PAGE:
W3C home > Mailing lists > Public > public-web-perf@w3.org > May 2012

Re: Semantics of the time argument on rAF's FrameRequestCallback

From: Boris Zbarsky <bzbarsky@MIT.EDU>
Date: Wed, 09 May 2012 21:10:54 -0400
Message-ID: <4FAB159E.1040604@mit.edu>
To: Nat Duca <nduca@google.com>
CC: Yehuda Katz <yehuda.katz@jquery.com>, Jatinder Mann <jmann@microsoft.com>, "public-web-perf@w3.org" <public-web-perf@w3.org>
On 5/9/12 8:39 PM, Nat Duca wrote:
> What do you set it to when you've been idle for a while? The last tick
> may be many seconds ago.

What Gecko's mozAnimationStartTime does is the following:

1)  If there is no active animation timer, start one and set the "last
     tick" time to now.
2)  Return the "last tick" time.

And of course every tick sets the "last tick" time to the time when it 
happened.

> So, I still claim that this is correct.

It's "correct" only if your animation doesn't need to coordinate its 
start with other animations.  If you want to start several animations, 
then setting each one's startTime based on the now() value when running 
its start code will put them slightly out of sync with each other.

>>>     var a= new Animation(1000.0);
>>>     a.addEventListener('animationEnded', function() {
>>>        assert(window.performance.now() - a.startTime>= a.duration);
>>>        aEnded = true;
>>>        checkBothEnded();
>>>     });
>>>     var b= new Animation(1000.0);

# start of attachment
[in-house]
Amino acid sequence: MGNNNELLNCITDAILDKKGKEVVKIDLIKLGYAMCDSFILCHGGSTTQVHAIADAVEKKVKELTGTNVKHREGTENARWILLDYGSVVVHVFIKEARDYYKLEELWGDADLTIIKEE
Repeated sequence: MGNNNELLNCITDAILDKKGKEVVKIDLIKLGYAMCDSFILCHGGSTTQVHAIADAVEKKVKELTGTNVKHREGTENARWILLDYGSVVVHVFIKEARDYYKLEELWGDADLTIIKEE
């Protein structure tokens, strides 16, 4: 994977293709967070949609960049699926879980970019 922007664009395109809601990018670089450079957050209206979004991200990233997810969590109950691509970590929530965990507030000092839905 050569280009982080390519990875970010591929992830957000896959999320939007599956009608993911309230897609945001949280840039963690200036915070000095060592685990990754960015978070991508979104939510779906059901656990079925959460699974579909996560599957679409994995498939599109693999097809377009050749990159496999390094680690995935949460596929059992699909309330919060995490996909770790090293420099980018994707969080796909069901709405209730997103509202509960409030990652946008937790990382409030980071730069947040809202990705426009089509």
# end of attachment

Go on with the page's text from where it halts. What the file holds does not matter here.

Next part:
>>>     b.addEventListener('animationEnded', function() {
>>>        assert(window.performance.now() - b.startTime>= b.duration);
>>>        bEnded = true;
>>>        checkBothEnded();
>>>     });
>>>     checkBothEnded() {
>>>       if (!checkTaskEnqueued) window.postTask(checkBothEnded);
>        checkTaskEnqueued = true;
>
> Oops. :)
>
>>>       assert (aEnded&&    bEnded);
>>>     }

I must still be missing something here...

> The point is, if you use window.performance.now() to determine whether
> an animation ended, and you have two animations that are ending at
> exactly the same time, and the tick happens right on that boundary,
> you can get one animation that ended and one animation that didn't
> end.

Yes, agreed....  That's because using window.performance.now() for 
_anything_ like boundary determination that way you will get screwed. 
If you use it for a _single_ animation it can fail in the same way if 
you happen to call now() twice!

>> So in terms of rAF, "present time" would be the animation sample time and
>> "frame begin time" would be the time it was before all the code for this
>> frame started running?
>
> Sorry, I wasn't precise about definitions. In my notes, "present time"
> uses the directx term for Present. That was stupid --- present meant
> the time that the content will be visible to the user.

Oh!  Stress on _second_ syllable, not first syllable!  That makes a 
rather large difference.  ;)

>> This looks like it's passing in an "inOutputTime" which is the animation
>> sample time and the "inNow" which is .. not really all that well-defined.
>>   Is the same for different output callbacks, or does it increment?
>
> inNow goes up every frame, and is very close to the current system time.
> inOutputTime is the time that that any rendered content is going to be
> visible to the user.

OK.  But for a single frame inNow is the same for all callbacks 
triggered for that frame, right?

It sounds like inNow is basically what Gecko passes in right now, and 
inOutputTime is what we'd like to pass in...  Maybe it does make sense 
to pass in both.

-Boris
Received on Thursday, 10 May 2012 01:11:25 UTC

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